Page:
Bach’s Well-Tempered Clavier is a cycle of preludes and fugues in all the major and minor keys that represents a towering achievement in the history of keyboard composition. Among his successors, Chopin wrote 24 Preludes in all the keys, but did not couple them with fugues. Debussy’s two sets of Preludes were never intended to follow any key progression; their intent was quite different. Shostakovich, who also wrote a set of 24 preludes without fugues, Op. 34, set out to follow the complete Bach model with his Op. 87. It’s been suggested that one inspiration for this set was a trip to Leipzig in 1950, for ceremonies and concerts honoring the 200th anniversary of Bach’s death. Another motivation might have been to challenge himself by creating music in perhaps the strictest form there is: the fugue. Still another was to write a major cycle that would not attract much official notice in the aftermath of the Soviet authorities’ public denunciation of his larger scale words (e.g., Eighth Symphony) in 1948.
While long regarded mainly as teaching compositions, Bach’s Well-Tempered Clavier preludes and fugues are also profoundly musical. Likewise, Shostakovich doesn’t limit himself to technical exercises; he created in his Op. 87 a masterly suite of musical vignettes that sometimes take Russian folk music as their inspiration, and which everywhere show the genius of his musical imagination.
To follow the circle of fifths of traditional Classical-Romantic harmony, you begin with C Major and proceed to its relative, A Minor, then onward to G Major, E Minor, and so on. You end with D Minor, the relative of F Major. Shostakovich’s Prelude and Fugue No. 24 in D Minor is thus the grand finale of the entire set. Both Bach and Shostakovich used a wide range of styles and forms for their preludes; their comparative freedom of structure contrasts strongly with the prescribed layout of the fugues. Shostakovich’s Prelude No. 24 is slow, stately, even majestic, with a subsidiary theme developed in left-hand octaves that will be transformed into the main subject (theme) of the ensuing four-voiced fugue. After these voices are introduced and combined, Shostakovich proceeds through several key changes and arrives at the rather remote key of A-flat, with a new fugal subject that’s eventually amalgamated with the original one for a striking and powerful conclusion.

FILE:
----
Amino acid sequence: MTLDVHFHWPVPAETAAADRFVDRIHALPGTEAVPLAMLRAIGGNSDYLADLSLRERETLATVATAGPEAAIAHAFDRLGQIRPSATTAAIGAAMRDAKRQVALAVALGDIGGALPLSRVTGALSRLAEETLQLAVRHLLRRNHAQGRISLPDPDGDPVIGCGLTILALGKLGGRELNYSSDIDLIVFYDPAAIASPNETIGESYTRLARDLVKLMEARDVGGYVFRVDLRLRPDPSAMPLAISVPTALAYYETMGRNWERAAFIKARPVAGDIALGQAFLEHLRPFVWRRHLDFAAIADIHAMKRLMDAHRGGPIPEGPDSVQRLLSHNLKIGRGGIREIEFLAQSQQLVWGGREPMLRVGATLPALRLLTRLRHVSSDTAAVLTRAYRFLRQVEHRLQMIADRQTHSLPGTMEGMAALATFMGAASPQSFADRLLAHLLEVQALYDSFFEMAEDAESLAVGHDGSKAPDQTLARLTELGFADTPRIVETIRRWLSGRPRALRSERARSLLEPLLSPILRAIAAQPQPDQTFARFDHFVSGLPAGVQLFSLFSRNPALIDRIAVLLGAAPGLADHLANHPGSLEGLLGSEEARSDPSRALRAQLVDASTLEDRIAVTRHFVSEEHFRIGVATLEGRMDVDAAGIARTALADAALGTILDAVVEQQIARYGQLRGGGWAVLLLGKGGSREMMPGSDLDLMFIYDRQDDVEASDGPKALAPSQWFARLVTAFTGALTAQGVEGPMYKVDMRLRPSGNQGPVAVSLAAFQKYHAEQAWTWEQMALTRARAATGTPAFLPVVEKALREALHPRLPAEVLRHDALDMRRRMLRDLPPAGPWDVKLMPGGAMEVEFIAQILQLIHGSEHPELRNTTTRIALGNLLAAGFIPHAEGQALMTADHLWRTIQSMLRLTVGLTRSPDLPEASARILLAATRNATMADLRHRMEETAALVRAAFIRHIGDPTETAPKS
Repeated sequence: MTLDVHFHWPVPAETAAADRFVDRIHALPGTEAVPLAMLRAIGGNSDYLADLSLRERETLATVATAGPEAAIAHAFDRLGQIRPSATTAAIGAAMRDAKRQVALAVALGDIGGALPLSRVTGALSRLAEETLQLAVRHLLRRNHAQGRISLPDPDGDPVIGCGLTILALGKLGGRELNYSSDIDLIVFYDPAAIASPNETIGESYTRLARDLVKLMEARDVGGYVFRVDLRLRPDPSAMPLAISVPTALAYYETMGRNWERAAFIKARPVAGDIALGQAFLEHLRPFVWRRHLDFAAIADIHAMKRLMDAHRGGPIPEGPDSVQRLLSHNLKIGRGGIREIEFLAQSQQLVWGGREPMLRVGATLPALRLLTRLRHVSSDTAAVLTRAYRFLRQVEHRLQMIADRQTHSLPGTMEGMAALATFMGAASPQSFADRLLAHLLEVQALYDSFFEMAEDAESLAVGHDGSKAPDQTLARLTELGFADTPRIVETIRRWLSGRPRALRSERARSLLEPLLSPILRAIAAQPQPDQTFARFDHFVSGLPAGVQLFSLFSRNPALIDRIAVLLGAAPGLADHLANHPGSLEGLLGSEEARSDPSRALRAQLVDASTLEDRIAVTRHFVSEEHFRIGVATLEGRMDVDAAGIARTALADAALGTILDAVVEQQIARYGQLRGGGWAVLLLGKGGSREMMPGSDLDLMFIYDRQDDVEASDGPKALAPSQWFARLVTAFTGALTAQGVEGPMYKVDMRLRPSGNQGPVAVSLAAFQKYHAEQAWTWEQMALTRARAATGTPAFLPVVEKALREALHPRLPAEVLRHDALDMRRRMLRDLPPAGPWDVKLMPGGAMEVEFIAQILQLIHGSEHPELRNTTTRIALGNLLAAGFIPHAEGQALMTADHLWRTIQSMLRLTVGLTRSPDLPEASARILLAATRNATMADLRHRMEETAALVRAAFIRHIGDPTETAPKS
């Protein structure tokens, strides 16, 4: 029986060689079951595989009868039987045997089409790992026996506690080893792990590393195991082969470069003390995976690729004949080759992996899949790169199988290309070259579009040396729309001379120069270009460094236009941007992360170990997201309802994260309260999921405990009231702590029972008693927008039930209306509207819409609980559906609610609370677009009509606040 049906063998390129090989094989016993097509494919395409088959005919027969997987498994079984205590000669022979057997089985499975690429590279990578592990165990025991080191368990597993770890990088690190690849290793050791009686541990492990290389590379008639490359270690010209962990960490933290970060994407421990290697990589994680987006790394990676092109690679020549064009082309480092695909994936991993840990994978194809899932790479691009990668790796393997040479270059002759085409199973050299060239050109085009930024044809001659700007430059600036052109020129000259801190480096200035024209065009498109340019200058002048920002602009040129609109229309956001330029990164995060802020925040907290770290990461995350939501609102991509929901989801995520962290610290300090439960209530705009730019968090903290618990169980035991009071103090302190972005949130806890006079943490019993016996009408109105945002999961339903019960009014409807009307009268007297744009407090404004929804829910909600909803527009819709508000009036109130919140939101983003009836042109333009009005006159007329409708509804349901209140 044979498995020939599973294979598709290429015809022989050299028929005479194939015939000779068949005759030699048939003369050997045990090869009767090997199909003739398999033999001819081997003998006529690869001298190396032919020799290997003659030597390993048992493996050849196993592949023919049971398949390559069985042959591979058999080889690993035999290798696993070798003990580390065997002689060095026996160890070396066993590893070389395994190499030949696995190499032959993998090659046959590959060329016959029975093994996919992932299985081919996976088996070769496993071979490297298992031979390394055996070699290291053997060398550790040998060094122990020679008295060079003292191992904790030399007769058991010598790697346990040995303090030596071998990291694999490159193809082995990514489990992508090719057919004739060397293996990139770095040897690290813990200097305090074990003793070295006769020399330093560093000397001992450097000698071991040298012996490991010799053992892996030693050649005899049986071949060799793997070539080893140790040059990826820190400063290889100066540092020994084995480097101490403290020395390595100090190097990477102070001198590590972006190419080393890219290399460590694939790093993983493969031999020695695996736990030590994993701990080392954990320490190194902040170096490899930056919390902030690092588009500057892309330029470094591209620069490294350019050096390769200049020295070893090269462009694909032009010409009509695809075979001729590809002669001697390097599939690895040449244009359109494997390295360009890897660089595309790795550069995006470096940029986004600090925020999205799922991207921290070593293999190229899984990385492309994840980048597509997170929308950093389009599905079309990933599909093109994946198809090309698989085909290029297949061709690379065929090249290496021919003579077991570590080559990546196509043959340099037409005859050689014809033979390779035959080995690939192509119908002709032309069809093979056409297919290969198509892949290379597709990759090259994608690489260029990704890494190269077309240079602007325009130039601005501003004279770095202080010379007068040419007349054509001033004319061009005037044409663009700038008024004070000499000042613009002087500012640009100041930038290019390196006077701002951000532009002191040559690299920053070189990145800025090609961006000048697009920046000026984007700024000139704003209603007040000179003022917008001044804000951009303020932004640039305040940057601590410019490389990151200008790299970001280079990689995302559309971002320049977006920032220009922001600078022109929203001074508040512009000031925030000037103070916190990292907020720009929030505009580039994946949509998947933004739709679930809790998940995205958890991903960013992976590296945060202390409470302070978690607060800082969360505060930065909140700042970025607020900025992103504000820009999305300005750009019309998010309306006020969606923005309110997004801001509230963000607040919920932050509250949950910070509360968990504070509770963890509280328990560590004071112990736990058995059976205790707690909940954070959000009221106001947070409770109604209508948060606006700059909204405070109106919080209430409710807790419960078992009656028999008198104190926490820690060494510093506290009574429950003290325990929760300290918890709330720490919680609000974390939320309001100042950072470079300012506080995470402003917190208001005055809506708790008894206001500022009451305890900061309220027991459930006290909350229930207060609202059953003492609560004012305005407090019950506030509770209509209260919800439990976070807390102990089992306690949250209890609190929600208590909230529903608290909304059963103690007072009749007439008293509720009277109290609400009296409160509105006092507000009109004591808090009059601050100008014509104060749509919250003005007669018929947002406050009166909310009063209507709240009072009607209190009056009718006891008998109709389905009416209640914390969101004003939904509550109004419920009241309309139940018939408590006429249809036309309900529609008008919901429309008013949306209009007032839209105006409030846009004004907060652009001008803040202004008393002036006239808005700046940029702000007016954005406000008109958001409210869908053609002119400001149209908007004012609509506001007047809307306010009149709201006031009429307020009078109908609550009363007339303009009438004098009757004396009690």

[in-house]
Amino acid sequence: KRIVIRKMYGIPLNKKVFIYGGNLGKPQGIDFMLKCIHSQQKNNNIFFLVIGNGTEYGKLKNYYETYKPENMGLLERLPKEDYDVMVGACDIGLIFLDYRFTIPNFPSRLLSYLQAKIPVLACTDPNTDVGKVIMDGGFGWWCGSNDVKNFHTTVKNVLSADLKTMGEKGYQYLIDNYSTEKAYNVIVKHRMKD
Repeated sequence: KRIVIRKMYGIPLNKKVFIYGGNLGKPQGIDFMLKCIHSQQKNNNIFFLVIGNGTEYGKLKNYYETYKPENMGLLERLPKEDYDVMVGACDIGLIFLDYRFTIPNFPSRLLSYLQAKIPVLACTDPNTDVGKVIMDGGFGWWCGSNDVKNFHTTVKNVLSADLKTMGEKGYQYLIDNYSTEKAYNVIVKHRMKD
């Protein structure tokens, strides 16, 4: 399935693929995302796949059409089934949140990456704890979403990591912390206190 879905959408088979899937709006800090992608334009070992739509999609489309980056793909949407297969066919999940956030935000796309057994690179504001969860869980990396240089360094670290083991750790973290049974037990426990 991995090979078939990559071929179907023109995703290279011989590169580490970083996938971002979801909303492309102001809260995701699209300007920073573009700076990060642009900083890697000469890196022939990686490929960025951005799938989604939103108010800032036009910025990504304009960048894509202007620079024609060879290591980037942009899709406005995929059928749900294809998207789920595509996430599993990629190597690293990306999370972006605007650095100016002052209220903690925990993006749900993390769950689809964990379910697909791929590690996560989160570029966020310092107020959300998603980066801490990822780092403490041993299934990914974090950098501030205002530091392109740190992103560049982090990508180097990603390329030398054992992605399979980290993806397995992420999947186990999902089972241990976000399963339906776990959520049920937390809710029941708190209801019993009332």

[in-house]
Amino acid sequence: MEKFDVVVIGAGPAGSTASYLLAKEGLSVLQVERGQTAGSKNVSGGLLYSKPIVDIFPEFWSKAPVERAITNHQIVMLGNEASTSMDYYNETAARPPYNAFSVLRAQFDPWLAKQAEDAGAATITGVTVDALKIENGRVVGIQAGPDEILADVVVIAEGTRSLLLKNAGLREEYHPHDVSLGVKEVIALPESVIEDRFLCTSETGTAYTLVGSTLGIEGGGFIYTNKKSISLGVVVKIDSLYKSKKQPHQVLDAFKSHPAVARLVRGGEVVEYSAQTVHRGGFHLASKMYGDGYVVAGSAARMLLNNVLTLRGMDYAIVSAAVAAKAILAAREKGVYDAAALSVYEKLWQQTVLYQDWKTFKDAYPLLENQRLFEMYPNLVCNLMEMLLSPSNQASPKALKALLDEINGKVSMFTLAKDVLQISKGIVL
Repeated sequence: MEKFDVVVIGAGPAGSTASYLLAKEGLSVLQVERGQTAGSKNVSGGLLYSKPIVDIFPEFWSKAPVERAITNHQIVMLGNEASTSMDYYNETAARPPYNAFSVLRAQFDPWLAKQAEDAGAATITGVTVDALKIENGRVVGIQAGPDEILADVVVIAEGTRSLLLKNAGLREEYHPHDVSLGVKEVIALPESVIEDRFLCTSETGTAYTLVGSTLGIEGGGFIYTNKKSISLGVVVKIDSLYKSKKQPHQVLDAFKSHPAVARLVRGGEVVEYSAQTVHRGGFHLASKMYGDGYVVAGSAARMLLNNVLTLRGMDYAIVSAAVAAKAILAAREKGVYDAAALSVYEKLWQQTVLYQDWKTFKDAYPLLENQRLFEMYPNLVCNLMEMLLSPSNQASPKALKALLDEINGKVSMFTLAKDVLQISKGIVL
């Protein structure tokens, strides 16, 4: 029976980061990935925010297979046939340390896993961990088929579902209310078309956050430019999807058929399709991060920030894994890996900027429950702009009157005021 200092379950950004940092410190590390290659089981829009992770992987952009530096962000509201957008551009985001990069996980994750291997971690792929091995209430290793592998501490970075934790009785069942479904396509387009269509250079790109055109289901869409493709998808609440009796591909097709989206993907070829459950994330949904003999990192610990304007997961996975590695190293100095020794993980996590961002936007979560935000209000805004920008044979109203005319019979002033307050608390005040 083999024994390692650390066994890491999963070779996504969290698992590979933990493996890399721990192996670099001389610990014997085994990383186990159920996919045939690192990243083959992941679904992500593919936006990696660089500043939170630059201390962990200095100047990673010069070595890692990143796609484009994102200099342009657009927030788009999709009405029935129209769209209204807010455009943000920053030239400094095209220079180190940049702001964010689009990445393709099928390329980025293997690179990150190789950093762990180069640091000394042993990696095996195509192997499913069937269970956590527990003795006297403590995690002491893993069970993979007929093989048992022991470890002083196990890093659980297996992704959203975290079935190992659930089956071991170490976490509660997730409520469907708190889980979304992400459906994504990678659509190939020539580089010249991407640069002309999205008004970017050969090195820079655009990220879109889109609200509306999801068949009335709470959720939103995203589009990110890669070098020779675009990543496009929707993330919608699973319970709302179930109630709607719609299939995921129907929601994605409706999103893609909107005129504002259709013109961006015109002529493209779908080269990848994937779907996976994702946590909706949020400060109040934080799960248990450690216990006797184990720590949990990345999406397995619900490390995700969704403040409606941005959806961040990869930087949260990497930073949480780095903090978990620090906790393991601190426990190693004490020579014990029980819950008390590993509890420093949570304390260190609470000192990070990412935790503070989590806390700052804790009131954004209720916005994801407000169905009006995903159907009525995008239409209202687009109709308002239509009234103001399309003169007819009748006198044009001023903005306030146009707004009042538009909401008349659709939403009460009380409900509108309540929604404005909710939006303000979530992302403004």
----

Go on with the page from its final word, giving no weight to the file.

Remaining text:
Andrea Lamoreaux is Music Director of 98.7WFMT, Chicago’s Classical Experience.
Total Time: 78:15
Recorded: June 23–25, 2014, Fay and Daniel Levin Performance Studio at 98.7 WFMT, Chicago, Steinway Piano, Piano Technician Charles Terr
Producer: James Ginsburg
Engineer: Bill Maylone
Publishers: PROKOFIEV Piano Sonata No. 6 in A major, Op. 82 ©1940 Sikorski, PROKOFIEV Romeo and Juliet Before Parting ©1960 Sikorski, SHOSTAKOVICH Prelude and Fugue No. 24 in D minor, Op. 87 ©1957 Sikorski
Cover Art: Natalja Goncharova, Backcloth for Diaghilev’s production of Stravinsky’s Firebird ©2014 Artists Rights Society (ARS), New York / ADAGP, Paris
Cover Design, Inside Booklet, and Inlay Card: Nancy Bieschke
© 2015 Cedille Records/Cedille Chicago
Jorge Federico Osorio